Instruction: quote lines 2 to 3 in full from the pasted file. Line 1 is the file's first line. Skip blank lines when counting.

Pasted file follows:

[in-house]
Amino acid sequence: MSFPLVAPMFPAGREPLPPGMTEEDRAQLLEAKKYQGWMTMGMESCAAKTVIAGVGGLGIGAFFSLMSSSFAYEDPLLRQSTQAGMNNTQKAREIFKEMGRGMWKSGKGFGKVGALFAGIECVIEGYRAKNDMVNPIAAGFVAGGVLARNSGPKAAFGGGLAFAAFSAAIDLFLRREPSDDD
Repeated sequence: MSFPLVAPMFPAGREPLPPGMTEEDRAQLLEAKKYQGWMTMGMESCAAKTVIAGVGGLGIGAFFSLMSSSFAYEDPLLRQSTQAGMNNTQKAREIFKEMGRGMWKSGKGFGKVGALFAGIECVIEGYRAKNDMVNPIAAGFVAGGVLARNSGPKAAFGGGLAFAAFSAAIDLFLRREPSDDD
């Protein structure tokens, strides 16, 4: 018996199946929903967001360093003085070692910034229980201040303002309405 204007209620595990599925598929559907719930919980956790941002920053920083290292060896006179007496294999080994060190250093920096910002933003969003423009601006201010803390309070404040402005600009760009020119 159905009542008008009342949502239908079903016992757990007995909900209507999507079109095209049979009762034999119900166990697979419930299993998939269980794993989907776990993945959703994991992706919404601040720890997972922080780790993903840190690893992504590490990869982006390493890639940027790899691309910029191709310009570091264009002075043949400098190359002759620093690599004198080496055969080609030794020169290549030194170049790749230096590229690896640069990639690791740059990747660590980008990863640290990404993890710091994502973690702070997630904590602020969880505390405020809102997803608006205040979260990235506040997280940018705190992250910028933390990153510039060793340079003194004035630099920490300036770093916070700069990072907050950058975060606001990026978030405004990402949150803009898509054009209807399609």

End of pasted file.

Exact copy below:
Amino acid sequence: MSFPLVAPMFPAGREPLPPGMTEEDRAQLLEAKKYQGWMTMGMESCAAKTVIAGVGGLGIGAFFSLMSSSFAYEDPLLRQSTQAGMNNTQKAREIFKEMGRGMWKSGKGFGKVGALFAGIECVIEGYRAKNDMVNPIAAGFVAGGVLARNSGPKAAFGGGLAFAAFSAAIDLFLRREPSDDD
Repeated sequence: MSFPLVAPMFPAGREPLPPGMTEEDRAQLLEAKKYQGWMTMGMESCAAKTVIAGVGGLGIGAFFSLMSSSFAYEDPLLRQSTQAGMNNTQKAREIFKEMGRGMWKSGKGFGKVGALFAGIECVIEGYRAKNDMVNPIAAGFVAGGVLARNSGPKAAFGGGLAFAAFSAAIDLFLRREPSDDD